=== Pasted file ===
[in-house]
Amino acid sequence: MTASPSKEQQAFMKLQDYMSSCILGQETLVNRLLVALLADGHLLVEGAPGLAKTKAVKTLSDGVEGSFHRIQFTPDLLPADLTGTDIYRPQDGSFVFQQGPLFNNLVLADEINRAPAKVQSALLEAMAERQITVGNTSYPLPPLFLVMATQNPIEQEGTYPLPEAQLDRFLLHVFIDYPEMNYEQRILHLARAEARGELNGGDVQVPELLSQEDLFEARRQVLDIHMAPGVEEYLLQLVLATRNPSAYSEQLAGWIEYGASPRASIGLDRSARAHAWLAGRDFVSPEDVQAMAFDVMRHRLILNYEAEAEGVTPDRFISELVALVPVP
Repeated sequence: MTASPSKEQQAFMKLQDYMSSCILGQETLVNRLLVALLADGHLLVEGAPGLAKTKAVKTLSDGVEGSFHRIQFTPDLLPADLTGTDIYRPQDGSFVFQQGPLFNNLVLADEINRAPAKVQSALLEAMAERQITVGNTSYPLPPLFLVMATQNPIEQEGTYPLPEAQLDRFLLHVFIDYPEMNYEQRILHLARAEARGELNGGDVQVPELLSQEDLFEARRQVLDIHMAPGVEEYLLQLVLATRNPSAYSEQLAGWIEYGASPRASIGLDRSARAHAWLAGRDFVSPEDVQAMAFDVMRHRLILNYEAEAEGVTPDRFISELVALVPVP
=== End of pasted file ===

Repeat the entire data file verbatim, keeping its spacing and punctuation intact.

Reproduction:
[in-house]
Amino acid sequence: MTASPSKEQQAFMKLQDYMSSCILGQETLVNRLLVALLADGHLLVEGAPGLAKTKAVKTLSDGVEGSFHRIQFTPDLLPADLTGTDIYRPQDGSFVFQQGPLFNNLVLADEINRAPAKVQSALLEAMAERQITVGNTSYPLPPLFLVMATQNPIEQEGTYPLPEAQLDRFLLHVFIDYPEMNYEQRILHLARAEARGELNGGDVQVPELLSQEDLFEARRQVLDIHMAPGVEEYLLQLVLATRNPSAYSEQLAGWIEYGASPRASIGLDRSARAHAWLAGRDFVSPEDVQAMAFDVMRHRLILNYEAEAEGVTPDRFISELVALVPVP
Repeated sequence: MTASPSKEQQAFMKLQDYMSSCILGQETLVNRLLVALLADGHLLVEGAPGLAKTKAVKTLSDGVEGSFHRIQFTPDLLPADLTGTDIYRPQDGSFVFQQGPLFNNLVLADEINRAPAKVQSALLEAMAERQITVGNTSYPLPPLFLVMATQNPIEQEGTYPLPEAQLDRFLLHVFIDYPEMNYEQRILHLARAEARGELNGGDVQVPELLSQEDLFEARRQVLDIHMAPGVEEYLLQLVLATRNPSAYSEQLAGWIEYGASPRASIGLDRSARAHAWLAGRDFVSPEDVQAMAFDVMRHRLILNYEAEAEGVTPDRFISELVALVPVP